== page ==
RolePlaying and wargaming

Roleplaying simulations have a long history stretching back to ancient times, and have been used extensively in vocation-oriented higher-education courses (e.g. Law, Medicine, Economics) as well as politics and international relations contexts. [ See for example, SimSoc a "game" used to teach various aspects of sociology, political science, and communications skills, originally created by William A. Gamson in 1966, and currently in its fifth edition.] Roleplay simulations can be described as "multi-agenda social-process simulations". In such simulations, "participants assume individual roles in a hypothesised social group and experience the complexity of establishing and implementing particular goals within the fabric established by the system". . [Gredler, M. (1992), "Designing and Evaluating Games and Simulations: A Process Approach", Kogan Page, London] Simulations involving role-play also have therapeutic uses within psychotherapy, in the form of psychodrama, developed by Jacob L. Moreno in the 1920s. Later on in the 20th Century this was termed play therapy.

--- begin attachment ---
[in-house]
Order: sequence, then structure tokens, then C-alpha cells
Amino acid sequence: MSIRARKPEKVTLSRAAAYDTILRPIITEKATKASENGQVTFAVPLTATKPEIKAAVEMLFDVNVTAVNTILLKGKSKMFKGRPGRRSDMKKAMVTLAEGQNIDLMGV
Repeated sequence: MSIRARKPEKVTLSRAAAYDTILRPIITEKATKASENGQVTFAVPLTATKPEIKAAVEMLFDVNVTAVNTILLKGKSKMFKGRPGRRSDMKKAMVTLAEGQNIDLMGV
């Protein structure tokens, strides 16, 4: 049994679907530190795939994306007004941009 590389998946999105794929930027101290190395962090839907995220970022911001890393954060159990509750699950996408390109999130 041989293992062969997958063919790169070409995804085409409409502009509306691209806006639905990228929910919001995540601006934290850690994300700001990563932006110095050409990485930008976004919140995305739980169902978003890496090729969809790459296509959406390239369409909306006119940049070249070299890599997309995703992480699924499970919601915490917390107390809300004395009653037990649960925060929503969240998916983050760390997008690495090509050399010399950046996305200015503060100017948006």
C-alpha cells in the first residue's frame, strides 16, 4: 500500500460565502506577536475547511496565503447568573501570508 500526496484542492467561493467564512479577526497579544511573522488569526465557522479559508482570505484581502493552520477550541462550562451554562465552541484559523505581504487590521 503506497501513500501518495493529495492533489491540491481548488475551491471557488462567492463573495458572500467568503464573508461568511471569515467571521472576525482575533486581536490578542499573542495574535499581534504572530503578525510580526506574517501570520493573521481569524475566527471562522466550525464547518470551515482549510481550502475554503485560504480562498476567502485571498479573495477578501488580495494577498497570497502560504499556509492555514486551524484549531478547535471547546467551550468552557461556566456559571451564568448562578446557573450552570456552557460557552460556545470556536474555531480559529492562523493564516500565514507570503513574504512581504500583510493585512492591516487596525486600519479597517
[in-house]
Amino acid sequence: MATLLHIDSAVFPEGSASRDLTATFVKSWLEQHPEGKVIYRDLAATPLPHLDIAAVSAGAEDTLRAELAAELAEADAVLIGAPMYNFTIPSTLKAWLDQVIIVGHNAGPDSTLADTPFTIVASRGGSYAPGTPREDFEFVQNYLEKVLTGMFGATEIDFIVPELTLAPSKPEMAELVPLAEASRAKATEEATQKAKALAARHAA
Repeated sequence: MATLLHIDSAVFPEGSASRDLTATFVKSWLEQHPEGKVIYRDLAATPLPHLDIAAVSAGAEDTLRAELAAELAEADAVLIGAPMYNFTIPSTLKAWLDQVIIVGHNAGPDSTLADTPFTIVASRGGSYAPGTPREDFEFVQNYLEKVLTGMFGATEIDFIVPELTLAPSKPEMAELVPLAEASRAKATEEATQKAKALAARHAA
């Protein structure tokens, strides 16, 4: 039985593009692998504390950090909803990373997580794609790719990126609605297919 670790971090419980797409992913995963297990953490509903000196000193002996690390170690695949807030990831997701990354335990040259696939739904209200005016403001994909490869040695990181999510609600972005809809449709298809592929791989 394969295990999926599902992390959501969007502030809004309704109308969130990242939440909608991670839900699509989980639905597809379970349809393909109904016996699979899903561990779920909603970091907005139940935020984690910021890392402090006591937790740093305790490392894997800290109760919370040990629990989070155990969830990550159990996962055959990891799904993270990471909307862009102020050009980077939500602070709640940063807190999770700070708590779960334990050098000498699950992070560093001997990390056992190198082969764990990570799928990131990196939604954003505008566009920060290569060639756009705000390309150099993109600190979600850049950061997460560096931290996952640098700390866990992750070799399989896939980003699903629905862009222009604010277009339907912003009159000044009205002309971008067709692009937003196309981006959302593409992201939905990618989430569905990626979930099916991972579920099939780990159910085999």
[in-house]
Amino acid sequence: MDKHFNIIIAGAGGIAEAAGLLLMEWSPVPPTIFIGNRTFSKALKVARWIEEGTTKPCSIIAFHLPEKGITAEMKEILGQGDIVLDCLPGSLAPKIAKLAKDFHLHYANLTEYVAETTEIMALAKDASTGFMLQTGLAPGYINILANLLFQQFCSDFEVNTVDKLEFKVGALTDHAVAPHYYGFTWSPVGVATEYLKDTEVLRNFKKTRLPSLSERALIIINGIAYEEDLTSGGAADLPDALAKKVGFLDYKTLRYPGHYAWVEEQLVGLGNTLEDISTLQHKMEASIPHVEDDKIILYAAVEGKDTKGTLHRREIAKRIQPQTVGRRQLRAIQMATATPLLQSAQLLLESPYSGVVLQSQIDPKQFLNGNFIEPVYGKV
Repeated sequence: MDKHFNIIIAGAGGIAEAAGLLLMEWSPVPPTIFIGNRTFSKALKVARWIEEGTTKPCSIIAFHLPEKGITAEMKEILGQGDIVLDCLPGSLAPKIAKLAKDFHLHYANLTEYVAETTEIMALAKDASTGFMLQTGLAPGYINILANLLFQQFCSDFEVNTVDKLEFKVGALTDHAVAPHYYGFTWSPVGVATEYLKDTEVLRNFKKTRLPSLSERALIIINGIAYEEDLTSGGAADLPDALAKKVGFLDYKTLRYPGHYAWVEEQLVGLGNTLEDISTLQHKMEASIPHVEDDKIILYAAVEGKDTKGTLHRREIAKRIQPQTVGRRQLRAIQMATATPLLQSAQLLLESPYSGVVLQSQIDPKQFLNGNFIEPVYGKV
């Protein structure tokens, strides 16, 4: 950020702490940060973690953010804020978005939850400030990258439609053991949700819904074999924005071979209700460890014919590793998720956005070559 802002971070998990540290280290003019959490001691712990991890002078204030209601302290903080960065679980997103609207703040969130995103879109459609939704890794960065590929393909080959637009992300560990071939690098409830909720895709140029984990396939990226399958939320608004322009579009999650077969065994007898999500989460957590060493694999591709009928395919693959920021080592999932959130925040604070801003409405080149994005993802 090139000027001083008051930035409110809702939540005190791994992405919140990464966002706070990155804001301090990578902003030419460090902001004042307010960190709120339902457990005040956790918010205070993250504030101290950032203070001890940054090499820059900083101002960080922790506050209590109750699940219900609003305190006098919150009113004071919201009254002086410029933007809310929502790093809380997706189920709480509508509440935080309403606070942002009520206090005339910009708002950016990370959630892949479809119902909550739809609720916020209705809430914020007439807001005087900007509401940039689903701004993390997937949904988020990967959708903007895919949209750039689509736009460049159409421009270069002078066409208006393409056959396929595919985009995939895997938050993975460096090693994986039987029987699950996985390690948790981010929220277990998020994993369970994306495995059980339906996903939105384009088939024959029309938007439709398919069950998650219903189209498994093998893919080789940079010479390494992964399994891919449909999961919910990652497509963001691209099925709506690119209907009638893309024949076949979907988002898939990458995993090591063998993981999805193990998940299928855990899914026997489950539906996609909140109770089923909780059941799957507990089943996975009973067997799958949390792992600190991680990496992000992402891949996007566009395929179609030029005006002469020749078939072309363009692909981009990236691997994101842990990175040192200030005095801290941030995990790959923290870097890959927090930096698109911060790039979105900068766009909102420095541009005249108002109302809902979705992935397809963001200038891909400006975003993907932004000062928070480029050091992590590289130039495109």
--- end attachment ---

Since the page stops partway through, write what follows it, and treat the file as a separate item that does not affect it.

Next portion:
Role-play is also an important part of military training. The Prussian term for live-action military training exercises is "kriegspiel" or wargames, and are used for training and evaluation purposes. A similar use of role-playing is an essential feature of the Incident Command System (ICS), widely used by emergency response agencies to manage and evaluate responses to large and/or complex incidents. Battle and other historical reenactments also involve roleplay, and have been practised for millennia, but with entertainment appearing to be the primary purpose, rather than training or system evaluation.

The history of role-playing games begins with the earlier tradition of role-playing, which combined with the rulesets of fantasy wargames gives rise to the modern role-playing game. This can take a variety of forms: live action role-playing games, theatre-style live action role-playing, freeform role-playing games, indie role-playing games, storytelling games, are all games in which the participants assume the roles of characters and collaboratively create stories using a role-playing game system. Such games may require the players to remain in character or to allow players to comment on action by stepping out of character. The participants do not all need to be present: play by mail and play-by-post games both allow for asynchronous and distance game-playing. A computer version of play by mail (Yahoo! Role-Playing) became popular in the 1990s.

The GNS theory, originally developed by Ron Edwards, is an attempt to document how role-playing games work. The theory divides participants into three categories: gamists (who are concerned with competition and challenge), narrativists (who are concerned with story and theme) and simulationists (who are concerned with the gaming experience and exploration). [ http://www.indie-rpgs.com/articles/3/ GNS and Other Matters of Role-Playing Theory, Chapter 2] ]

Computer games and simulations